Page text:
N. Korea: Pre-emptive Strike Would Trigger 'Total War'

Pre-emptive attacks on North Korea's nuclear facilities would trigger a "total war," Pyongyang warned Thursday after U.S. Secretary of Defense Donald H. Rumsfeld labeled the North's government a "terrorist regime."

The harsh rhetoric came a day after North Korea said it was putting the operation of its nuclear facilities on a "normal footing," triggering fears it was about to produce weapons materials. South Korea said it had no sign that the North had reactivated its nuclear facilities, but officials said the North's statements were unclear and that they were trying to clear them up.

"When the U.S. makes a surprise attack on our peaceful facilities, it will spark off a total war," the state-run newspaper Rodong Sinmun said in a commentary carried by North Korea's official news agency, KCNA.

Ri Pyong Gap, a spokesman and deputy director at the North's Foreign Ministry, told London's The Guardian newspaper that the impoverished country was entitled to launch a pre-emptive strike against the United States.

"The United States says that after Iraq, we are next," the paper quoted Ri as saying, "but we have our own countermeasures. Pre-emptive attacks are not the exclusive right of the U.S."

It's customary of the North to launch saber-rattling invectives against Washington when it has a dispute to settle.

Although Washington has repeatedly denied it plans to invade North Korea, Rumsfeld said restarting the nuclear program would give the North a troubling option -- making nuclear weapons for itself or selling them to any other country.

"That is something the world has to take very seriously," he said late Wednesday. "It's a regime that is a terrorist regime. It's a regime that has been involved in things that are harmful to other countries."

In an English-language statement, North Korea said Wednesday that it "is now putting the operation of its nuclear facilities for the production of electricity on a normal footing after their restart."

However, a Korean-language statement monitored by South Korea's Yonhap news agency referred only to "our process to restart nuclear facilities for generating electricity and normalize their operation."

Both North Korean statements were carried on KCNA, the North's official news agency.

Ths statements left it unclear how far North Korea has proceeded in reactivating its nuclear facilities, which include a 5-megawatt nuclear reactor, a storage building for 8,000 spent fuel rods and a plant where those rods could be reprocessed to yield enough plutonium for four or five bombs in a matter of months.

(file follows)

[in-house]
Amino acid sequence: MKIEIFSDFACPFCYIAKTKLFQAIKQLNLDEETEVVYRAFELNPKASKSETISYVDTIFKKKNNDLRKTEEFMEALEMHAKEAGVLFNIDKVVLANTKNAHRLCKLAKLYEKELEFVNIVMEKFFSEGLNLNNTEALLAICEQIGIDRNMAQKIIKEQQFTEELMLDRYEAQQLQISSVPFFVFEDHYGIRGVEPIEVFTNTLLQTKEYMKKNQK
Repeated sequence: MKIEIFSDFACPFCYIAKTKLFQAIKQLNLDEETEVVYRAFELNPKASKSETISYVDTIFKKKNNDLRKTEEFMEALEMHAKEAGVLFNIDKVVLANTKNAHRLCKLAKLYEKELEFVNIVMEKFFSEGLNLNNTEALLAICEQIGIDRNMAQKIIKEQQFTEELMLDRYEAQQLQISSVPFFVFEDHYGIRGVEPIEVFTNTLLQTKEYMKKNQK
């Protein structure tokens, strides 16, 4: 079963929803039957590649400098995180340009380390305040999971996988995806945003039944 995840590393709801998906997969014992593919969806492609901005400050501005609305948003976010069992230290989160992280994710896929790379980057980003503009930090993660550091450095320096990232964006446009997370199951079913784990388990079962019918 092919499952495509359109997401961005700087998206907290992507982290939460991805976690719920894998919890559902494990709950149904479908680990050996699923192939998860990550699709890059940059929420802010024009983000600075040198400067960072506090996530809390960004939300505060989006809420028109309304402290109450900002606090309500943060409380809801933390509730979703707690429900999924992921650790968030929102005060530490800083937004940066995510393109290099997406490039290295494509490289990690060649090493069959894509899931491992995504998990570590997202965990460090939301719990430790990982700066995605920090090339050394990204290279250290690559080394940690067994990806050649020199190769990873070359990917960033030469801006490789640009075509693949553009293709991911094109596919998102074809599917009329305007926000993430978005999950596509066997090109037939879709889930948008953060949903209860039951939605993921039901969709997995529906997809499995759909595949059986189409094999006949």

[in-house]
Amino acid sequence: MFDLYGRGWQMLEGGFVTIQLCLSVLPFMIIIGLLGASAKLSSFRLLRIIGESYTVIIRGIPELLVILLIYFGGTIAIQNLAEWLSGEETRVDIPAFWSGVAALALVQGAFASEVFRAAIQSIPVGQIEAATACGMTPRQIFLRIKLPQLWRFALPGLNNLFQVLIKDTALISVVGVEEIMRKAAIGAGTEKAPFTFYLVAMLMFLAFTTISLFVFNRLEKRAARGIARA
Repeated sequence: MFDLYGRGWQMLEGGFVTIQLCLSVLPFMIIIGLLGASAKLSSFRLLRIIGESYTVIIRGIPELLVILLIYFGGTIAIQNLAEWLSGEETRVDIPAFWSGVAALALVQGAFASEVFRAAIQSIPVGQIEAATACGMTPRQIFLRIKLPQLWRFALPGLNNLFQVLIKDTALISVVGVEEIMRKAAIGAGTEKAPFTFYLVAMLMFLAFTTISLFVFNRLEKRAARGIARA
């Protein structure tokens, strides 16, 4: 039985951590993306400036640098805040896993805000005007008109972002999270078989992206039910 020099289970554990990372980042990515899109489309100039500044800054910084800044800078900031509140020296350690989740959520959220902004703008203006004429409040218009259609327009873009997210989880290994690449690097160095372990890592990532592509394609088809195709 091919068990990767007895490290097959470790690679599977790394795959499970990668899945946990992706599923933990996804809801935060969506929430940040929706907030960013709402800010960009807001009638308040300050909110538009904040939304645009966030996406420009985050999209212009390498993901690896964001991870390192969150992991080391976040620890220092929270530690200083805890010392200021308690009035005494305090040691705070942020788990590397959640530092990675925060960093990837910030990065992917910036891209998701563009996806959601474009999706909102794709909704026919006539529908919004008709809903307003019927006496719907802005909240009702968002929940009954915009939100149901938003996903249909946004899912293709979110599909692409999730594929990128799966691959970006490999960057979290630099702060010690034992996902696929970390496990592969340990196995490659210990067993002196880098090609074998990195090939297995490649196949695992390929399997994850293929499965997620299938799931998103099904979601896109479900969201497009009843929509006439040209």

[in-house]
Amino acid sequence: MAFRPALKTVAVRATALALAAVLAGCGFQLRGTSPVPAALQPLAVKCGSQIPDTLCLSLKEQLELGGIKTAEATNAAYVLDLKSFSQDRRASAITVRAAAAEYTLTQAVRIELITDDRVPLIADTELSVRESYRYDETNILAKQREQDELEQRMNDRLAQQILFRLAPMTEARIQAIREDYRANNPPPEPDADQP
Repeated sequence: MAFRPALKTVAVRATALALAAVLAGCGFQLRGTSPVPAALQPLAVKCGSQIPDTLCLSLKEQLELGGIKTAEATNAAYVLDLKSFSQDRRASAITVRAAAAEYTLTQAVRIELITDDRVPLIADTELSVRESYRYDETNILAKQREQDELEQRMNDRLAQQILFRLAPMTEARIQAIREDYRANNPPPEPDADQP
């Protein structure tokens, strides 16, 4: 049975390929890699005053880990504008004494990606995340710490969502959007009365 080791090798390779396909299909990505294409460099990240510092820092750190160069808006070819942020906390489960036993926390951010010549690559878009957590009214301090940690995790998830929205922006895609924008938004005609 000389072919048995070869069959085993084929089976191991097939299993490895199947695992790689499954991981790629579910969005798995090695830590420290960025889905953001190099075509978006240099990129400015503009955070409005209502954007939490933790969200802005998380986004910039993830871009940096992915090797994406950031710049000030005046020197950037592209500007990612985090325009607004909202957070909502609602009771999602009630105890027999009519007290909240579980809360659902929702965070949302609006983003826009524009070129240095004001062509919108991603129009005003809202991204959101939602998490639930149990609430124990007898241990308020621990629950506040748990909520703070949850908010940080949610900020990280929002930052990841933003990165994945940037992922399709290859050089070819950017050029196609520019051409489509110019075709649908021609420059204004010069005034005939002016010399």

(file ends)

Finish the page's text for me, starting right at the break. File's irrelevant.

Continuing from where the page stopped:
Last week, U.S. officials said spy satellites detected covered trucks apparently taking on cargo near the storage building.

The International Atomic Energy Agency, the Vienna-based U.N. nuclear monitoring agency, said it couldn't confirm any new nuclear activities because its inspectors were sent out of the country in December.

The most immediate step the North could take is likely to be restarting the 5-megawatt reactor, which can produce more spent fuel rods, South Korean officials said.

"We are trying various channels to confirm what it means," said an official at the South Korean Foreign Ministry, who spoke on condition of anonymity. "At this moment, we have no information to confirm that North Korea has reactivated its nuclear facilities, that is the reactor and other key facilities."

North Korea said in December that it was reactivating its facilities to generate badly needed electricity. But U.S. officials say the amount of electricity that can be produced in the Yongbyon facilities is negligible.

Even as it presses toward war with Iraq, the United States has insisted it wants a peaceful solution in the standoff with North Korea.

President Bush "keeps all of his options open," National Security Adviser Condoleezza Rice said in a television interview. "But he happens to believe that this is a situation with North Korea that can be resolved diplomatically."

Analysts say North Korea, which often accuses the United States of plotting to invade it, is fearful that Washington would turn up pressure on the isolated communist nation if the U.S. military wins a war with Iraq.

The North froze its nuclear facilities in a 1994 energy deal with the United States, but the deal unraveled after U.S. officials said in October that North Korea had admitted embarking on a second, clandestine nuclear program.

Washington and its allies suspended oil shipments as punishment. The North then took steps to restart the nuclear facilities, expelled U.N. monitors and withdrew from a global nuclear arms control treaty.

The U.N. nuclear agency's 35-nation board of governors will meet next Wednesday to discuss the standoff and is almost certain to send the dispute to the U.N. Security Council -- a move that could lead to economic sanctions against Pyongyang.